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October 29, 2008

By Clay Wright

Last weekend was the high water release and the Russel Fork Rendezvous’ ‘Lord of the Fork’ race through beautiful Breaks Interstate Park. The leaves were blowing in the breeze and flowing down the river with over 50 racers – it was the biggest turnout on record with some of the most impressive times to date. The recent move from the first weekend to this last weekend of the season does come with some colder temperatures, but allows all racers ample time to practice (many racers finished 2 practice runs the day of the race! ) The times certainly showed it, too. While there were no Wave-hoppers this year, the records for almost every class of the event were broken due to the increased dedication and training by the best paddlers in the Southeast.

There were plenty of swims going down – even by Team paddlers – and a sketchy flip before the finish by the winner just to remind everyone that rushing through the Russel Fork is no cakewalk. And while long-boats have always dominated the scene in open-class races, the newer designs allowed more paddlers to navigate the rapids fast and clean than ever before. I had my fasted race time ever and a super-clean run but only ended up placing 8th? Shows there was some stout competition. I’ll let the results speak for themselves and you’ll have to check the website for photos as my camera fritzed out – sorry to all. Photos I wish I had…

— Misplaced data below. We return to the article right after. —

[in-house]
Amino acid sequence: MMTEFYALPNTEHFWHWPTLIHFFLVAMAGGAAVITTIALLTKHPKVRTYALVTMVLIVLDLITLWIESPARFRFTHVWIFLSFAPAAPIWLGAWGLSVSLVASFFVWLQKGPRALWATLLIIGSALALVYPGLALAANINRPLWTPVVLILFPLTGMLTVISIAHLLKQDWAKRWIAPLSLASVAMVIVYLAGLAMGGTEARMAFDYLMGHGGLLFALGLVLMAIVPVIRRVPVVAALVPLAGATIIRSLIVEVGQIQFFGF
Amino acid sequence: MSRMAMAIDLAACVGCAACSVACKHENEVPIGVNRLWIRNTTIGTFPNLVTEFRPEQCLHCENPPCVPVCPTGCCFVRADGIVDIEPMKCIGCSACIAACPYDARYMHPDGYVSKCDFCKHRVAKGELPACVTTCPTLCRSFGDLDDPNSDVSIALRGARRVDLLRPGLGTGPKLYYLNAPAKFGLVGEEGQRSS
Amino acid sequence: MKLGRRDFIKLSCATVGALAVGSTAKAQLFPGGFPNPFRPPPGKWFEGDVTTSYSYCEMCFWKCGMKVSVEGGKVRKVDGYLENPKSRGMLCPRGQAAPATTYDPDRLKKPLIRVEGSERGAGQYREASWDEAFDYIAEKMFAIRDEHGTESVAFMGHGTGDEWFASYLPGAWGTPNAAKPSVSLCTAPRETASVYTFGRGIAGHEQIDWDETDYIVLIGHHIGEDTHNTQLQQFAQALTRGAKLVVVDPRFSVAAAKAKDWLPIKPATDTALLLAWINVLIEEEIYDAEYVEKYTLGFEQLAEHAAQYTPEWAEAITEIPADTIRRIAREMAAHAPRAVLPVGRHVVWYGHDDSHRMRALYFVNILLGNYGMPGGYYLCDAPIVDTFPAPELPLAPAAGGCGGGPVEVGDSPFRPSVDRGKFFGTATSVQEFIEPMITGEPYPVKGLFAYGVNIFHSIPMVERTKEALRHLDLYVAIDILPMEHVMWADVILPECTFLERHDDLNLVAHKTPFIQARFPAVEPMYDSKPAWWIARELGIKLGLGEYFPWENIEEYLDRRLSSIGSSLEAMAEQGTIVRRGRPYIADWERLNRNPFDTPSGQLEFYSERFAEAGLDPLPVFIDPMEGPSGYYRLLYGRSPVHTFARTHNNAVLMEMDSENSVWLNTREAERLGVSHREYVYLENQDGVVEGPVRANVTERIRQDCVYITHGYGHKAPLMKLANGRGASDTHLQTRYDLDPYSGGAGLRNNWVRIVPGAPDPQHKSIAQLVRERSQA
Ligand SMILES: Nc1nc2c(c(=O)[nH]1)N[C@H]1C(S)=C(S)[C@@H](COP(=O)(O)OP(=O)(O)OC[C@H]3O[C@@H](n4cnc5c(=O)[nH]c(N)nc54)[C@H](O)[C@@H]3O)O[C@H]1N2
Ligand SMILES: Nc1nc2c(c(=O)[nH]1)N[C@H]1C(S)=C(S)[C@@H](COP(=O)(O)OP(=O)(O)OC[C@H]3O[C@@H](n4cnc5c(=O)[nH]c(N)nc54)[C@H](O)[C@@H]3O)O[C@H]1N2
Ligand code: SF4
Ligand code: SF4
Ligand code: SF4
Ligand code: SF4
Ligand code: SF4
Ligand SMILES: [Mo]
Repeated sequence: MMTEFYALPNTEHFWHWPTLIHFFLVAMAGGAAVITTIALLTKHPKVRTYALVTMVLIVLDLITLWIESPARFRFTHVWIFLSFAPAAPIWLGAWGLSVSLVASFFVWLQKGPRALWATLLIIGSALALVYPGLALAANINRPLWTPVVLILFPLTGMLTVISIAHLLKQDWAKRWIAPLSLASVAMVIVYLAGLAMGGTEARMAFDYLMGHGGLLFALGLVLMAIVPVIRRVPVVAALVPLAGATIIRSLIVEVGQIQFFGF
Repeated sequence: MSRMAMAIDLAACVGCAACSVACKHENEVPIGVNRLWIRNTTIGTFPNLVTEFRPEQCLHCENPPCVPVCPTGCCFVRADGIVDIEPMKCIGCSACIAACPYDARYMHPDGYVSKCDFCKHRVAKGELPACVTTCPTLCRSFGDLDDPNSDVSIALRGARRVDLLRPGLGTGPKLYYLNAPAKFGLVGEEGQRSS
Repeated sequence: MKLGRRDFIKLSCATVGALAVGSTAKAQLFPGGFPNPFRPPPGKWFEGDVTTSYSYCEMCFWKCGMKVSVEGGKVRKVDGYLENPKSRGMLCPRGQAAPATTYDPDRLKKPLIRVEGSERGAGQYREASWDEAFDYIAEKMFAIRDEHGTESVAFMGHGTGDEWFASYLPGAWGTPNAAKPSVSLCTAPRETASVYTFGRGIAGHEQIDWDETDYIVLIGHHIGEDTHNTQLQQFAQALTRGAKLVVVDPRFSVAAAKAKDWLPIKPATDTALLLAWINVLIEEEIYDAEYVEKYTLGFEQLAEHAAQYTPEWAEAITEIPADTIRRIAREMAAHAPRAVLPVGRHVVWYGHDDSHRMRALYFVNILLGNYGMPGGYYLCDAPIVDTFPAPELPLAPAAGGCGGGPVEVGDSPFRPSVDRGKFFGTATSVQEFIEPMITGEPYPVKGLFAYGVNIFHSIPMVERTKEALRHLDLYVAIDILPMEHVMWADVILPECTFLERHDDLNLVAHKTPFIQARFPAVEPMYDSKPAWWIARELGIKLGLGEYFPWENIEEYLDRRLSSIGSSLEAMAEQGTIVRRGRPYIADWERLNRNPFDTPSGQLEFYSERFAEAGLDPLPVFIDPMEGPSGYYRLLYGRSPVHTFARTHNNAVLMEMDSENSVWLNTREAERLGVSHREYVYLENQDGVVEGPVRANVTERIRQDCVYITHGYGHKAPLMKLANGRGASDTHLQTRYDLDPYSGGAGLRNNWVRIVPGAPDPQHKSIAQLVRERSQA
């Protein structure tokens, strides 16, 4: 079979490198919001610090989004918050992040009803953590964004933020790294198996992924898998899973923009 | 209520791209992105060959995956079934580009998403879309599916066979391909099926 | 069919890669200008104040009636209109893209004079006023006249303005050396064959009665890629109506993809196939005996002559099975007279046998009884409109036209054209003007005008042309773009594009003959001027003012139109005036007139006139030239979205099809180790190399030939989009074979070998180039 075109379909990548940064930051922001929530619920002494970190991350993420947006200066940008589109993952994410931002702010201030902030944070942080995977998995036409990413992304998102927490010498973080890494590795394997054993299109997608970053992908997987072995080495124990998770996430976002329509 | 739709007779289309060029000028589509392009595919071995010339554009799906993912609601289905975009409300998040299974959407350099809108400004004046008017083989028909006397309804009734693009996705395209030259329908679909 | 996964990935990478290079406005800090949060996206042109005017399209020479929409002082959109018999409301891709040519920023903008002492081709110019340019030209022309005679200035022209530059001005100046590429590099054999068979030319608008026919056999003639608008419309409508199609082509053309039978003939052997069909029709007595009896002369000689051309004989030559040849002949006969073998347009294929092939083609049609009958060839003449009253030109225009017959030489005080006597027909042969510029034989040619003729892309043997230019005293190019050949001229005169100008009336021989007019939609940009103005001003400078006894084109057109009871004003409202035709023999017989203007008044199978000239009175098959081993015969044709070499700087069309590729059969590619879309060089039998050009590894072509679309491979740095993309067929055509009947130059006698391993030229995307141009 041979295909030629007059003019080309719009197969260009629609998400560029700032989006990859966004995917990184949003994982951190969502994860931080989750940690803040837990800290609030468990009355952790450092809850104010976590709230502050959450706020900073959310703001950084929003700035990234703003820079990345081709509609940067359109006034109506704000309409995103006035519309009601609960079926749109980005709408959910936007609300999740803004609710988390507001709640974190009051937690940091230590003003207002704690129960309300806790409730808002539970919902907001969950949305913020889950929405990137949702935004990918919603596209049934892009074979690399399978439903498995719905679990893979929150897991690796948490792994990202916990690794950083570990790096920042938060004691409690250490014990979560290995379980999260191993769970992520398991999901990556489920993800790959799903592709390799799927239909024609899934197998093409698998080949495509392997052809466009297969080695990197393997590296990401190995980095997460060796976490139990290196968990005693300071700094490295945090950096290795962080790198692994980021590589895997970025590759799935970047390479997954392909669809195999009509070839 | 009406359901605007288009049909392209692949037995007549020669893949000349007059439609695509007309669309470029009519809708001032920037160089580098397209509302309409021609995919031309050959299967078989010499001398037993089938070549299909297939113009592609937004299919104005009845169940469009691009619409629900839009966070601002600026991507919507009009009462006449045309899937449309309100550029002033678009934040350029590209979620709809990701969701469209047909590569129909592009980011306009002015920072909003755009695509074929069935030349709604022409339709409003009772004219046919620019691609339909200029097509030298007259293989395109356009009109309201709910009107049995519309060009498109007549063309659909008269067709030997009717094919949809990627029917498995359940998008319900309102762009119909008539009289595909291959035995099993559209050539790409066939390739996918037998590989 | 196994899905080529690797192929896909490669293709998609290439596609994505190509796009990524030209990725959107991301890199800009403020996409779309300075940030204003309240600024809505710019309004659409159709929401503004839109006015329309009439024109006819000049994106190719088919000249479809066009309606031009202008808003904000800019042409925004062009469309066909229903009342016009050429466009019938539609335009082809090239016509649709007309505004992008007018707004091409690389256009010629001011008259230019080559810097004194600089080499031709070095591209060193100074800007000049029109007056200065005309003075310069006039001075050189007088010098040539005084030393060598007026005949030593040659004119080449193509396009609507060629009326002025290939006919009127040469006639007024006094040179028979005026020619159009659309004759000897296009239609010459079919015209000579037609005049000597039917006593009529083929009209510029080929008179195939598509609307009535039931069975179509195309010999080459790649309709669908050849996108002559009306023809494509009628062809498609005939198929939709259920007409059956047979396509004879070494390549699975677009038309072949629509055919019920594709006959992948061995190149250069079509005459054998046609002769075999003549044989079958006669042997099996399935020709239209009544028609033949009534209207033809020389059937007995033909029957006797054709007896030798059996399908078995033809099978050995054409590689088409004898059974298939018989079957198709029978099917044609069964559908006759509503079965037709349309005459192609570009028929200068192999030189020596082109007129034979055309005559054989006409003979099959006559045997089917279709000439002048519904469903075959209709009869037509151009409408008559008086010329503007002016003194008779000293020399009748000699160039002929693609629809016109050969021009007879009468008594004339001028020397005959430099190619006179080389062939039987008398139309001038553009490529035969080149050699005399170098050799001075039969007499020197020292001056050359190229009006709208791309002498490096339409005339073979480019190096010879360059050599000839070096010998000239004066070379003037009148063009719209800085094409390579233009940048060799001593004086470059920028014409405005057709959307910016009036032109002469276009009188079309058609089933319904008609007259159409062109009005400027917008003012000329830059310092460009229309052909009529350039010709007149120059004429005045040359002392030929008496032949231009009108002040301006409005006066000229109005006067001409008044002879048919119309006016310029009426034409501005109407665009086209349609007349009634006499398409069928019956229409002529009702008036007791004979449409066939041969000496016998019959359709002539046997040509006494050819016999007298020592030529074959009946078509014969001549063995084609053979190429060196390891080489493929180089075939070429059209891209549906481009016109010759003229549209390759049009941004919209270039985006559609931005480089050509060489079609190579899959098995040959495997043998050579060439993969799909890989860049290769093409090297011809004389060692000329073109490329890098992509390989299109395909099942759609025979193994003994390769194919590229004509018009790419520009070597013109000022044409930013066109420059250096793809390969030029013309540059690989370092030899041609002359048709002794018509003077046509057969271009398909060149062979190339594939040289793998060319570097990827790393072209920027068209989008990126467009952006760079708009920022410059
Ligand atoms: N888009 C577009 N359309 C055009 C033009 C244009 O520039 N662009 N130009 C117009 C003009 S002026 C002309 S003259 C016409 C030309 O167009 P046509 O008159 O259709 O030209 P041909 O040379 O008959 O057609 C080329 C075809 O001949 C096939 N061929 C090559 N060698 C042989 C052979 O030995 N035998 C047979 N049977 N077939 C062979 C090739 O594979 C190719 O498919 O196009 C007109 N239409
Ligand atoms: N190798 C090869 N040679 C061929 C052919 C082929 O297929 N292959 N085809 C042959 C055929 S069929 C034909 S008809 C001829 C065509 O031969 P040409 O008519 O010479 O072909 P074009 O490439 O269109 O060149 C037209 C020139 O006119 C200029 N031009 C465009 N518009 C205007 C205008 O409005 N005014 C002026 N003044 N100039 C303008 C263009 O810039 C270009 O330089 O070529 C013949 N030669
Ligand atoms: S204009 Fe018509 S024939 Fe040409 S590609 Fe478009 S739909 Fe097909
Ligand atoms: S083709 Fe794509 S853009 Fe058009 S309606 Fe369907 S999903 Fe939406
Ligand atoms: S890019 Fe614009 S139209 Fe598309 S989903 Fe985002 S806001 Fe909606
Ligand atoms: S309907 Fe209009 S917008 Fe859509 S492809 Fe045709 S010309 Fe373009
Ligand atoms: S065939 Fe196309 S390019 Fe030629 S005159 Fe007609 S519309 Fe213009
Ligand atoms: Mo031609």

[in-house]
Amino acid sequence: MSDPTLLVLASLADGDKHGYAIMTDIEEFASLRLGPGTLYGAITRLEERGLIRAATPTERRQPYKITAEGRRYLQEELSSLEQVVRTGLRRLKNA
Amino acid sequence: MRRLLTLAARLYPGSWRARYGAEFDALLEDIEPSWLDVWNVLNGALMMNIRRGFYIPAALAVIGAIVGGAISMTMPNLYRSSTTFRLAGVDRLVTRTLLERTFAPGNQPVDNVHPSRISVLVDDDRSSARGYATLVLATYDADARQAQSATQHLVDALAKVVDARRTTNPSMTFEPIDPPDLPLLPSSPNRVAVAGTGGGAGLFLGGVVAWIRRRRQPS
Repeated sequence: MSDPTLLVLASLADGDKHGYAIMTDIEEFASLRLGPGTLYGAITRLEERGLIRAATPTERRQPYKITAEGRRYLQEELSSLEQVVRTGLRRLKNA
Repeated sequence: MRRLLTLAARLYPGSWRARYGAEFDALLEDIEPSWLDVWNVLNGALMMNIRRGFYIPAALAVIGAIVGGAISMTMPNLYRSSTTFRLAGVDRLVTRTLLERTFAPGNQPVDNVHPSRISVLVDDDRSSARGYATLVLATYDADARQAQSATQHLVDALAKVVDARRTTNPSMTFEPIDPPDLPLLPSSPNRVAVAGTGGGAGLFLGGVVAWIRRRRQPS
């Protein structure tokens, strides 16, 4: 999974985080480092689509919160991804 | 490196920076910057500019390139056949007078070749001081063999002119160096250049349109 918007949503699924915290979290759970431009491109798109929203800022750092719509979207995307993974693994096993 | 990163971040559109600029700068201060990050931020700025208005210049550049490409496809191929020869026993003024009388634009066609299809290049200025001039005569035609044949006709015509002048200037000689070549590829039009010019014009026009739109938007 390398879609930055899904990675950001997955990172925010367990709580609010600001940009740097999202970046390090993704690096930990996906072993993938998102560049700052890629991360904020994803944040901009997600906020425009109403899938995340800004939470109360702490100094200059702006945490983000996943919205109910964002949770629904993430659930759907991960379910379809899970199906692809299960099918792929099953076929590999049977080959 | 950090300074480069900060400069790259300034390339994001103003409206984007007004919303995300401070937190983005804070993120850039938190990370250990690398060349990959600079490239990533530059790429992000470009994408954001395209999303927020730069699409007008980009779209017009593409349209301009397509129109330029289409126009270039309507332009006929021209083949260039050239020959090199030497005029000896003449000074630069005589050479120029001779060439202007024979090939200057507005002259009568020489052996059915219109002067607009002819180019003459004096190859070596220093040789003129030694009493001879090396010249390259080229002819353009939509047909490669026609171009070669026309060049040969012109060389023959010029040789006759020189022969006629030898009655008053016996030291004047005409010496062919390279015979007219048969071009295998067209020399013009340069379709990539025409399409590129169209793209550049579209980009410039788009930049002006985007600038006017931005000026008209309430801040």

A certain JK paddler practicing freestyle at Tower in a long boat. Pitons from people who ended up going right at Climax at the last minute. The afternoon sun and leaves falling in the air at Tower Falls. The ridge-top mountain bike trails at Breaks Interstate Park. The ‘Black Box’ boof.

Next up is Green Race – the most anticipated race of the season and also the most challenging. This year the stakes have been raised quite a bit by the drought – yes low water can actually make this race harder! While the holes aren’t as sticky and there is a lot less ‘push’ on the course, there are new little screw-up rocks all between the major rapids and less water between the rocks in every slot. Yet the biggest problem with racing the Green at low water is .. well .. Gorilla.

Sure Gorilla is hard at any level, but at the 6.5” level we enjoyed today (the best we can hope for) the ‘notch’ falls further and the actual ‘Launching Pad’ – the lip of the big drop – is higher than the water just upstream of it and curling towards the right wall. So instead of easily carrying speed into a beautiful ‘don’t boof too hard’ rolling lip, racer must charge down into the trough then power up onto the ‘pad’ before getting another speed stroke and whatever ‘boof’ they can manage from there. All while aiming to drift a bit right – where the deeper landing lies – but not allowing the pad’s curl to send them too far right into the right bank’s protruding ‘rainshower’ half way down! I won’t say it’s a crap-shoot, or excessively dangerous … but I will say that paddlers must work much harder and have more skill to have half as soft a landing as usual.

Today I got a bit too vertical – lost too much speed after the notch and didn’t quite get the boof I was expecting. As I passed through the rainshower I thought ‘I’m glad I’m in the right spot’ just before my bow hit the bottom and I pitched onto my head for the remainder of the flume. Thanks to my FNA full-face, my elbow-pads, and some luck all I got was some helmet scratches, sore knuckles and some additional respect for this rapid, and especially this race year. To those about to race: lets get this thing right! Next practice day is Friday and I for one will be bringing some heat up onto that Pad in hopes of launching out a bit further on the landing…

Clay Wright